New Denver Broncos coach Josh McDaniels and Pro Bowl quarterback Jay Cutler talked this week for the first time since their rift became public.

Cutler spoke with McDaniels on Monday in a conference call, but the team would not say what was discussed.

The Denver Post reported on its Web site Tuesday night that the call only muddied the waters between McDaniels and Cutler, who left the conversation feeling he would be traded by draft day if the Broncos could find the right deal.

A team official with knowledge of the discussions, however, told The Associated Press that despite what other sources may be saying, the two sides did not grow farther apart in this conversation.

The person, who asked to remain anonymous because no one in the organization was authorized to speak publicly about the talks, said issues were discussed openly and it was re-emphasized that Cutler would not be traded. It was also stated that Cutler needed to meet with McDaniels in person to keep things moving in the right direction.

The Post, citing an anonymous source, said Cutler entered the conference call Monday believing the rift between him and McDaniels that grew out of the Broncos' attempts to trade the quarterback two weeks ago would be resolved. Instead, Cutler was told by McDaniels that no one is untradeable and that the quarterback was expected to report for the team's offseason conditioning program that begins Monday.

The conference call was the first step in what could be a long reconciliation process between the Broncos' new 32-year-old coach and his temperamental quarterback.

Cutler, who is still in Nashville, Tenn., and his agent, Bus Cook, spoke via conference call with McDaniels, general manager Brian Xanders and team owner Pat Bowlen.

"We can confirm the Josh McDaniels and Jay Cutler spoke on a conference call Monday, but we don't want to go into details of what was said," team spokesman Patrick Smyth told The Associated Press.

Messages were left Tuesday night seeking comment from Cook.

Last week, the Broncos insisted Cutler wasn't on the trading block and said Cutler and McDaniels would meet in Denver this week to clear the air.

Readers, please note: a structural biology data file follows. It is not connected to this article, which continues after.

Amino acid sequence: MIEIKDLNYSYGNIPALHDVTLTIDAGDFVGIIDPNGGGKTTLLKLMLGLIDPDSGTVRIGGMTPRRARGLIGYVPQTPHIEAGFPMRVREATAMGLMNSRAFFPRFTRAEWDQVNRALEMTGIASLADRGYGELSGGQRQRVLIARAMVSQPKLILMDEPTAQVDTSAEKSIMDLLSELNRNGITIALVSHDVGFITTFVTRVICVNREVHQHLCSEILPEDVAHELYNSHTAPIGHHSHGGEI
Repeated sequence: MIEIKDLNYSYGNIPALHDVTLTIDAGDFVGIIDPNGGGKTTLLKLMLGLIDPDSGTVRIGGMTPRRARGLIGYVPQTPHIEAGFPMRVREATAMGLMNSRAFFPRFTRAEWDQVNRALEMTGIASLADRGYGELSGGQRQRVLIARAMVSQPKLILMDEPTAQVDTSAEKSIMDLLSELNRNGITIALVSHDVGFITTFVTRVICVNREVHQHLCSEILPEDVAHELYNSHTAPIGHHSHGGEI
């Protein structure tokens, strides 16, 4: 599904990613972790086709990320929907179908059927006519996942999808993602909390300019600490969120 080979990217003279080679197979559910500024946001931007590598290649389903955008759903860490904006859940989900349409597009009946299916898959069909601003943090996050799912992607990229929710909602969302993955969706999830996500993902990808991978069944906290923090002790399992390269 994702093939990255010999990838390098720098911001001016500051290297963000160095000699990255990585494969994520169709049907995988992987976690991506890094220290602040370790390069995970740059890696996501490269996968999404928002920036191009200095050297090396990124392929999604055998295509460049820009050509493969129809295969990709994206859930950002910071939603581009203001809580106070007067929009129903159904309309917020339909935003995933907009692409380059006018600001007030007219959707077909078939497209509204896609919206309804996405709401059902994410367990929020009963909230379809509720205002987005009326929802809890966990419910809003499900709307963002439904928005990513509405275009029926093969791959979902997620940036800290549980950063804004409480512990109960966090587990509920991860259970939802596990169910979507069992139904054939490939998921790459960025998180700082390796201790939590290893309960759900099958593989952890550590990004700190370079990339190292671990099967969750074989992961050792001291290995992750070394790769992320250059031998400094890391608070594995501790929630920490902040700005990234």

The fissure between the two opened Feb. 28 when Cutler learned McDaniels tried to trade him to Tampa Bay in a three-way deal that would have sent quarterback Matt Cassel from New England to Denver. Cassel was eventually traded to AFC West rival Kansas City instead.

McDaniels was the offensive coordinator last year in New England, where he tutored Cassel, a backup since high school who led the Patriots to an 11-5 season after Tom Brady was injured in the opener.

That made McDaniels a hot coaching commodity and Bowlen quickly hired him to replace Mike Shanahan, whom he fired Dec. 30 after 14 seasons, the last three of which ended without a trip to the playoffs.

McDaniels said the Broncos hadn't initiated the calls but only listened to other teams' offers, something Cutler said he didn't believe.

Cutler, who was preparing to learn the intricate Patriots-style offense after working in the West Coast system for his first three years in the NFL, was upset McDaniels even entertained the notion of dealing him to another team. Cutler suggested his relationship with McDaniels was strained.

He also said he felt he was still on the trading block.

Cutler also was angry when Shanahan was fired and had pleaded for his position coach, Jeremy Bates, to keep his job. But when McDaniels was hired, Bates took a job at Southern California because McDaniels will be calling the plays in Denver.

Cutler, who has three years left on the six-year deal he signed as a rookie, set numerous club records last season, including yards passing in a season (4,526), completions (384) and 300-yard games (eight).

However, Cutler, who has famously compared his arm strength to that of Hall of Famer John Elway, and the Broncos squandered a three-game lead in the AFC West with three weeks to go. They missed the playoffs for a third straight season, costing Shanahan his job after 14 seasons and two Super Bowl titles in Denver.

Cutler is 17-20 with no playoff appearances since replacing Jake Plummer late in the 2006 season.

The Broncos have been the busiest team in free agency with 14 veterans agreeing to deals, just one of them a holdover from the Shanahan years: defensive tackle Kenny Peterson.

Last week, McDaniels met with Pro Bowl receiver Brandon Marshall, who faces discipline from the NFL after he got into a fight with his new fiancee in Atlanta.

Marshall is looking at the possibility of a lengthy suspension for repeated violations of the NFL's personal conduct code, so McDaniels, who has nine picks in next month's draft, might have to take a receiver on the first day.

Cutler and Marshall, fellow members of the Broncos' dazzling 2006 draft class, are the faces of the franchise and the two biggest talents McDaniels inherited in Denver.

They've also given him his biggest headaches so far.

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